Sennacherib’s campaign against Merodach-Baladan (Isaiah 39)

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Illustration: Sennacherib’s Campaign Against Merodach-Baladan

In Isaiah 39:1 Merodach-Baladan (a Hebrew form of his Akkadian name, Marduk-apla-iddina), the king of Babylon, sent envoys to Hezekiah. Merodach-Baldan, a ruler within the Chaldean tribe of Bit Yakin, spent his career trying to wrest Babylon from Assyrian control.

Although he paid tribute to the Assyrian emperor Tiglath-Pileser III, Merodach-Baladan rebelled against Sargon II with help from the neighbouring Elamites. By 710 B.C. Sargon II had defeated Merodach-Baladan and forced him to flee to Elam. Upon Sargon’s death his son Sennacherib became the Assyrian emperor, and once again Merodach-Balkadan rebelled. Perhaps Hezekiah’s aid was sought by Merodach-Baladan at this juncture, resulting in an alliance that may have led to Assyrian siege of Jerusalem. To address this sedition Sennacherib faced Merodach.Baladan at Kish and again forced him into exile. Although a seemingly loyal puppet named El-ibni was installed by Sennacherib over Babylon, Bel-ibni led another revolt, and Merodach-Baladan reasserted his power in the aftermath of the insurrection.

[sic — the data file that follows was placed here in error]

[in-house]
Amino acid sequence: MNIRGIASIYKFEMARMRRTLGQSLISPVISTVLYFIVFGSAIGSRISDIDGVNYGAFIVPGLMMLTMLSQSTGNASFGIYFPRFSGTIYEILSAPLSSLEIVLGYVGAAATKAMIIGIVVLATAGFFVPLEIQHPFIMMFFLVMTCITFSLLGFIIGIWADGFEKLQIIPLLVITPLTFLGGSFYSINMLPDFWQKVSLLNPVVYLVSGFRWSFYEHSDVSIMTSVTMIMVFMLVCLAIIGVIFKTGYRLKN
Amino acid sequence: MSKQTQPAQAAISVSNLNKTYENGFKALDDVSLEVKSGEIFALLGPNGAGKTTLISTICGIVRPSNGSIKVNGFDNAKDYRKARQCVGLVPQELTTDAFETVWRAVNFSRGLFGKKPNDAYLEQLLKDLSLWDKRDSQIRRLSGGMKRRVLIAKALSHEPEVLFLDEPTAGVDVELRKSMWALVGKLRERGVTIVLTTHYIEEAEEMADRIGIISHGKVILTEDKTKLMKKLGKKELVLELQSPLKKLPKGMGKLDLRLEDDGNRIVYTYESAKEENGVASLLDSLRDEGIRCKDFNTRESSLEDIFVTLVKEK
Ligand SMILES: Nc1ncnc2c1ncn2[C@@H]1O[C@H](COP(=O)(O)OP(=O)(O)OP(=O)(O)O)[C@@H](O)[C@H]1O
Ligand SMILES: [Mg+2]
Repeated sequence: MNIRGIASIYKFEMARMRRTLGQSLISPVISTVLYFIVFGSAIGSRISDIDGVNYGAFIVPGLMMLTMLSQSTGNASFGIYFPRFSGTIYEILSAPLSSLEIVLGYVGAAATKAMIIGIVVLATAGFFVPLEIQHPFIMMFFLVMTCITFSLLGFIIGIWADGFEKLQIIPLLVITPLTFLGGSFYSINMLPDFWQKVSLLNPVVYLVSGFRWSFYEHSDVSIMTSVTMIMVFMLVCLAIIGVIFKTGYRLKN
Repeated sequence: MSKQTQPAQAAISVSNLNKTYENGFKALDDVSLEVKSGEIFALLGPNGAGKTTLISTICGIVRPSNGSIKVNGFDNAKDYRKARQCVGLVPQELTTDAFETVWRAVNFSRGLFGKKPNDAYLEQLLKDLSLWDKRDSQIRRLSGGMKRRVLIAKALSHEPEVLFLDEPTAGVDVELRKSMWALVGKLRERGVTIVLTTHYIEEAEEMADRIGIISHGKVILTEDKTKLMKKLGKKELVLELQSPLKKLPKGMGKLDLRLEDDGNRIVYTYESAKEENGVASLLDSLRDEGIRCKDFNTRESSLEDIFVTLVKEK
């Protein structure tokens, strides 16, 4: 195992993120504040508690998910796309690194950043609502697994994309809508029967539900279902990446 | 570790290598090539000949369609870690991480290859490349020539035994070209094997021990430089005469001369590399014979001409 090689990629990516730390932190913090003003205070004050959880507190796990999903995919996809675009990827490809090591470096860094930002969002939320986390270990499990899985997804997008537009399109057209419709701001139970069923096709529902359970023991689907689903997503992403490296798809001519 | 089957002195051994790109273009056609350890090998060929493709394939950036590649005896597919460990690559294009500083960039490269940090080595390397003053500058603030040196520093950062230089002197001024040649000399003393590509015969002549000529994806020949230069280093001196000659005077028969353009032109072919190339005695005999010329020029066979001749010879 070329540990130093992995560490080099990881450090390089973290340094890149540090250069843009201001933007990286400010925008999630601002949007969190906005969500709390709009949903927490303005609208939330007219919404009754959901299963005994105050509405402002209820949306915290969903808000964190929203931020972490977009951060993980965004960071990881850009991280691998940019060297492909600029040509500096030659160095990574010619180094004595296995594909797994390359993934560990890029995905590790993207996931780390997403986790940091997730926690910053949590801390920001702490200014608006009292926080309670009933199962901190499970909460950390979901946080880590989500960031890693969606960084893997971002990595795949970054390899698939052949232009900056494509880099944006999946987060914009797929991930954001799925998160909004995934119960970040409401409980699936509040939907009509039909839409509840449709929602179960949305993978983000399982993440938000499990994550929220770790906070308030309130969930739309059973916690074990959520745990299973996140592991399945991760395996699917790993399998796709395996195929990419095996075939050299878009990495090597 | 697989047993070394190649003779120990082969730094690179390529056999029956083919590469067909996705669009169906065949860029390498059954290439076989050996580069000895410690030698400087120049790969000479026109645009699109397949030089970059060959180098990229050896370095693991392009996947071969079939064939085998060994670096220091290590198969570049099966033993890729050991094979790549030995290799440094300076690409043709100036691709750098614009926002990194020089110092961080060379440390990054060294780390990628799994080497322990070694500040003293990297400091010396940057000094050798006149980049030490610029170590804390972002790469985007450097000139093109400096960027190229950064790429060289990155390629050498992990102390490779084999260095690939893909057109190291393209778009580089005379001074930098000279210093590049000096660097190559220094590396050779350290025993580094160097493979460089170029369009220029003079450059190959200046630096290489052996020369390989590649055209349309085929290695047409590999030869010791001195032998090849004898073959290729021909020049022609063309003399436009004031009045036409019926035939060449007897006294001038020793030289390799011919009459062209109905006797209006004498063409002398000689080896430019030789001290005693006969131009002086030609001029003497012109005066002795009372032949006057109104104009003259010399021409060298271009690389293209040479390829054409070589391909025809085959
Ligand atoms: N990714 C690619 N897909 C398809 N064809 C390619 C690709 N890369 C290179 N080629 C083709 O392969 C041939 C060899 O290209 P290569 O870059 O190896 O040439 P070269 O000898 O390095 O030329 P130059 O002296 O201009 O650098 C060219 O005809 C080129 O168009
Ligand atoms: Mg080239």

With the demise of Bel-ibni’s mutiny in Babylon and Sennacherib’s control secured yet again, the Assyrian emperor sought a final solution to the troublesome Merodach-Baladan. In  694 B.C. Sennacherib sent his army to flush his nemesis out of the marshes in southern Babylonia. But the Elamites exploited this weakness and again seized control of Babylon. Although Sennacherib was eventually able to oust the Elamite incursion, Merodoch-Baladan escaped his grasp and apparently fled to Elam, where he lived out his days. His brief appearance within Isaiah (and in 2 Kings 20:12) is appropriate, given the elusive nature of his career.


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